What is Scalability?
Scalability concerns the ability of a cloud system to scale, and the cost and performance implications of doing so. As any cloud system is made up of a multitude of components, cloud scalability raises two questions:
1. Is there a maximum size of any part of the system?
2. If the size of a system is doubled, for example, does that mean the cost of running it (technical or otherwise) doubles, less than doubles, or more than doubles?
Scalability issues thus result in a maximum size and an optimum size (where the cost of providing service is lowest).
In a previous whitepaper, we discussed the economic drivers for adoption of cloud technology. We explained how cloud allows homogeneous hardware to be provisioned at scale, serving a multitude of customers’ heterogeneous needs. This in turn produces economies of scale (and thus cheaper or more profitable services) through lower purchase costs and statistical gain. However, this argument is predicated on those economies of scale continuing to exist as the platform itself scales. If those economies of scale tail off (due to scalability issues), these economic drivers diminish or may even start to turn against the cloud operator.
Dealing with Failure
Mathematics presents an inexorable challenge to conventional IT scaling. A mathematical theorem prosaically entitled the “law of large numbers” determines that as the number of components in a system increases, the probability of any given component failing asymptotically approaches one. To put it more simply, however carefully you design the individual components, if you try to scale up your IT system, there will be a size beyond which a failure becomes a racing certainty.
Traditional IT strategies cope with resiliency issues by n:1 strategies. These strategies require that a small number of identical components are deployed in parallel in a closely coupled manner (often using expensive custom hardware), with each component designed for as low a probability of failure as possible. On the assumption that the probability of failure of multiple components is independent, and the system can survive with a single component running, the probability of failure of the system as a whole (which requires failure of every component) can be brought within an acceptably low range.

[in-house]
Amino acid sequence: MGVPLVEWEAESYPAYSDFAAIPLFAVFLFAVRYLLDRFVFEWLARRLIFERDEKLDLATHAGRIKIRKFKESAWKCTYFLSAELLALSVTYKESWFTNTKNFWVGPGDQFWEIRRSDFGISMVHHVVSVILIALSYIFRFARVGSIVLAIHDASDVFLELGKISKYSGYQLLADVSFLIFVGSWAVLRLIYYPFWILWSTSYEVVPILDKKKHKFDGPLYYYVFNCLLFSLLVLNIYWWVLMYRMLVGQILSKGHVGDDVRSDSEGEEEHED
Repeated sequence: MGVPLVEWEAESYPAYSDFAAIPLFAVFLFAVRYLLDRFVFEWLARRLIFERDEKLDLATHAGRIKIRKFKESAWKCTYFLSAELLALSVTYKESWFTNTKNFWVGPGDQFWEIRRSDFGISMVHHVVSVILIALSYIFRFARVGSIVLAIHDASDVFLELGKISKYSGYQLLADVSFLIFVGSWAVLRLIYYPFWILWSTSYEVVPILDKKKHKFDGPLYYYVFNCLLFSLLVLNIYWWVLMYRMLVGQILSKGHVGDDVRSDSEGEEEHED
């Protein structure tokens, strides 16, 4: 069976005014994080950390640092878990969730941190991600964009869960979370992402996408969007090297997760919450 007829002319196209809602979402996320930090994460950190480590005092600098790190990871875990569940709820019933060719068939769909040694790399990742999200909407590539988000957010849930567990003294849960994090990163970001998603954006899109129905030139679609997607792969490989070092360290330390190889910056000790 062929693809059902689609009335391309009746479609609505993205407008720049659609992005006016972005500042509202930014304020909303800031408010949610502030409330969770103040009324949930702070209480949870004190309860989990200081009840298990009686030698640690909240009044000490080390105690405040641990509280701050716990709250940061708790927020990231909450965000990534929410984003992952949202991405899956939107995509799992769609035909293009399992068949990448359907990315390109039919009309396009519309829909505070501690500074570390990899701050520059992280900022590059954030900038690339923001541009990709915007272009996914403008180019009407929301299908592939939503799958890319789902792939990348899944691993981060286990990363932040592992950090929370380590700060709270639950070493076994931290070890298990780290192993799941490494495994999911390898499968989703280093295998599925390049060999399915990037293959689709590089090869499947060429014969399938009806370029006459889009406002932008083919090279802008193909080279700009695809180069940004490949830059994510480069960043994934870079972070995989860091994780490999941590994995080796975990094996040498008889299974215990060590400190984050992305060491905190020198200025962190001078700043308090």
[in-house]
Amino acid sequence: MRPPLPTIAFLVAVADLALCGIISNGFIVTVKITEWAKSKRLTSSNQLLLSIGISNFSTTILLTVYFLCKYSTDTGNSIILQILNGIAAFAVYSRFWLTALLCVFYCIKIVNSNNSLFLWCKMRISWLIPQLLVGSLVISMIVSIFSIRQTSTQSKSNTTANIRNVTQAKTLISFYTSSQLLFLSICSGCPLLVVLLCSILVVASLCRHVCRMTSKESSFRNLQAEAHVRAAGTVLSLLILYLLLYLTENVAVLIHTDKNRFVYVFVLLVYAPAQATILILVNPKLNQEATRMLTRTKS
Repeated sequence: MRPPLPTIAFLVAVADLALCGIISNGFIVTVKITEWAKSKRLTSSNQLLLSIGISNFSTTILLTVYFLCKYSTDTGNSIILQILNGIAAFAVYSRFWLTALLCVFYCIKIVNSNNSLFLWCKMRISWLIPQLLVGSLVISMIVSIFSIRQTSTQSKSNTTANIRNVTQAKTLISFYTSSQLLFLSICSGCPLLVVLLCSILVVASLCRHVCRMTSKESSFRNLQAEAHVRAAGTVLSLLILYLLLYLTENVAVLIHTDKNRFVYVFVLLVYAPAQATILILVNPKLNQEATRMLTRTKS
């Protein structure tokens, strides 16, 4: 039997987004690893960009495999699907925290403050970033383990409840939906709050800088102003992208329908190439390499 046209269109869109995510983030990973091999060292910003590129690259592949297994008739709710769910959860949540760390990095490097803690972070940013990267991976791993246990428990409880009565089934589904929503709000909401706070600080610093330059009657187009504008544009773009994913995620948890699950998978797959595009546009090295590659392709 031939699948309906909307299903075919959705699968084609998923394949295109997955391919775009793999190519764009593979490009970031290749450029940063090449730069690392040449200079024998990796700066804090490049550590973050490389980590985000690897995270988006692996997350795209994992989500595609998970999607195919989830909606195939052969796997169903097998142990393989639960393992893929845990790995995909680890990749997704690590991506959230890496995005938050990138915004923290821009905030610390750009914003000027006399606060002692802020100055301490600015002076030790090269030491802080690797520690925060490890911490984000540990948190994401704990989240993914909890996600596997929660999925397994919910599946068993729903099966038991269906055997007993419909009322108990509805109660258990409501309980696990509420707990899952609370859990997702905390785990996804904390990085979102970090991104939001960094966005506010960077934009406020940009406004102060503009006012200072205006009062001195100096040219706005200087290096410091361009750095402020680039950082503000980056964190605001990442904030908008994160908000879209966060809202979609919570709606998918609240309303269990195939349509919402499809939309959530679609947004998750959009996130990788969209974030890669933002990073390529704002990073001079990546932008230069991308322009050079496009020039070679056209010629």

In a cloud environment, this strategy does not work. As the system scales, such failures become inevitable. n:1 provisioning becomes prohibitively expensive, and the custom hardware involved conflicts with the principle of using cheap commodity hardware. As a result, to cope with scaling cloud systems, service providers must ‘build to fail’, i.e. they must expect failure of individual components, and deal with that failure gracefully. For instance, a hardware failure of a compute node should not be a cause for alarm that requires emergency maintenance, manual intervention and data restore. Rather the system should recover automatically, perhaps removing the potentially faulty hardware from the pool of resources used to run services; fix or replacement is thus performed as a part of a routine maintenance strategy.
Moving to a ‘built to fail’ model requires changes in architecture, in management practice, and in management technologies. For instance, features such as live migration, live recovery, and network booted nodes (sometimes called stateless nodes) are particularly useful.
So question becomes, do you cope with scale by scaling up or out? How do you cope with the limits of compute scale? Read our paper A Guide to Network Scalability which goes into more scene setting details, discusses the characteristics that produce scalability challenges, and offers Flexiant’s approach to network scalability. Download now.